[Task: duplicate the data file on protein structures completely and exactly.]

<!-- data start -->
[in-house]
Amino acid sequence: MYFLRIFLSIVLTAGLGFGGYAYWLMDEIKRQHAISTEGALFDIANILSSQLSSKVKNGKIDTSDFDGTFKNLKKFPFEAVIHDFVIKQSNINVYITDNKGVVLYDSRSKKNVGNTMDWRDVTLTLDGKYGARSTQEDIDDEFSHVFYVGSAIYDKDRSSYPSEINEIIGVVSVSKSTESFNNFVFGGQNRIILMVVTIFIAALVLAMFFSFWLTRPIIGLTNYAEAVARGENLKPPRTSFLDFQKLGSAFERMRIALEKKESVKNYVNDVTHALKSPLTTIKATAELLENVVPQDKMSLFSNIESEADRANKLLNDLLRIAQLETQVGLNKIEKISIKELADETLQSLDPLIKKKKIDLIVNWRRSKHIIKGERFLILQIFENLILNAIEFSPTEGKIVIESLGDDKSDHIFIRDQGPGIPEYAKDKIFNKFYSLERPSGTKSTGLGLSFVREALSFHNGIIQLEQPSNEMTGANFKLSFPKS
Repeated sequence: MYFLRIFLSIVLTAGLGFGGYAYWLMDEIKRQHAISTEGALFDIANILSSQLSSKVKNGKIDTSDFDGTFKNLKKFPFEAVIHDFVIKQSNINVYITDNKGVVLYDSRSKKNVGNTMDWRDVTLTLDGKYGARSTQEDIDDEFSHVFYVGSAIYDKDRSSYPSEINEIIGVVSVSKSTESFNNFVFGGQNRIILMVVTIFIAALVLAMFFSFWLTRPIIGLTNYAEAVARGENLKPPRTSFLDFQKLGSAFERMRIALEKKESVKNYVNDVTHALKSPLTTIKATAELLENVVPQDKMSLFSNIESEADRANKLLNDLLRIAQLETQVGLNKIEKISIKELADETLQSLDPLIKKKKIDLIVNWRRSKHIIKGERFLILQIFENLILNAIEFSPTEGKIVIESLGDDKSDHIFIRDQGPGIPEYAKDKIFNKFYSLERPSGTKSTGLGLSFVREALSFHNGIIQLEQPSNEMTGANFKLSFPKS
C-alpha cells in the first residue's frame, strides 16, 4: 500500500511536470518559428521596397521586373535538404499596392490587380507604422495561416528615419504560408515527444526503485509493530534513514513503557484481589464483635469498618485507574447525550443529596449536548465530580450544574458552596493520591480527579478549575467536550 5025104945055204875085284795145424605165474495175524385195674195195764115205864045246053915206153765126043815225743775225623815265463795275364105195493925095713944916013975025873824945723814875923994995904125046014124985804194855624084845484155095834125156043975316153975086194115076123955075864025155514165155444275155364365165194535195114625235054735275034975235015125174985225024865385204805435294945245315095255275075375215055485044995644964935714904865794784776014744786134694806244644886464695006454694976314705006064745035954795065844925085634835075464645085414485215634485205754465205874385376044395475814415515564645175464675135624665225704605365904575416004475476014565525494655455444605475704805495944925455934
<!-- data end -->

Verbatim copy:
[in-house]
Amino acid sequence: MYFLRIFLSIVLTAGLGFGGYAYWLMDEIKRQHAISTEGALFDIANILSSQLSSKVKNGKIDTSDFDGTFKNLKKFPFEAVIHDFVIKQSNINVYITDNKGVVLYDSRSKKNVGNTMDWRDVTLTLDGKYGARSTQEDIDDEFSHVFYVGSAIYDKDRSSYPSEINEIIGVVSVSKSTESFNNFVFGGQNRIILMVVTIFIAALVLAMFFSFWLTRPIIGLTNYAEAVARGENLKPPRTSFLDFQKLGSAFERMRIALEKKESVKNYVNDVTHALKSPLTTIKATAELLENVVPQDKMSLFSNIESEADRANKLLNDLLRIAQLETQVGLNKIEKISIKELADETLQSLDPLIKKKKIDLIVNWRRSKHIIKGERFLILQIFENLILNAIEFSPTEGKIVIESLGDDKSDHIFIRDQGPGIPEYAKDKIFNKFYSLERPSGTKSTGLGLSFVREALSFHNGIIQLEQPSNEMTGANFKLSFPKS
Repeated sequence: MYFLRIFLSIVLTAGLGFGGYAYWLMDEIKRQHAISTEGALFDIANILSSQLSSKVKNGKIDTSDFDGTFKNLKKFPFEAVIHDFVIKQSNINVYITDNKGVVLYDSRSKKNVGNTMDWRDVTLTLDGKYGARSTQEDIDDEFSHVFYVGSAIYDKDRSSYPSEINEIIGVVSVSKSTESFNNFVFGGQNRIILMVVTIFIAALVLAMFFSFWLTRPIIGLTNYAEAVARGENLKPPRTSFLDFQKLGSAFERMRIALEKKESVKNYVNDVTHALKSPLTTIKATAELLENVVPQDKMSLFSNIESEADRANKLLNDLLRIAQLETQVGLNKIEKISIKELADETLQSLDPLIKKKKIDLIVNWRRSKHIIKGERFLILQIFENLILNAIEFSPTEGKIVIESLGDDKSDHIFIRDQGPGIPEYAKDKIFNKFYSLERPSGTKSTGLGLSFVREALSFHNGIIQLEQPSNEMTGANFKLSFPKS
C-alpha cells in the first residue's frame, strides 16, 4: 500500500511536470518559428521596397521586373535538404499596392490587380507604422495561416528615419504560408515527444526503485509493530534513514513503557484481589464483635469498618485507574447525550443529596449536548465530580450544574458552596493520591480527579478549575467536550 5025104945055204875085284795145424605165474495175524385195674195195764115205864045246053915206153765126043815225743775225623815265463795275364105195493925095713944916013975025873824945723814875923994995904125046014124985804194855624084845484155095834125156043975316153975086194115076123955075864025155514165155444275155364365165194535195114625235054735275034975235015125174985225024865385204805435294945245315095255275075375215055485044995644964935714904865794784776014744786134694806244644886464695006454694976314705006064745035954795065844925085634835075464645085414485215634485205754465205874385376044395475814415515564645175464675135624665225704605365904575416004475476014565525494655455444605475704805495944925455934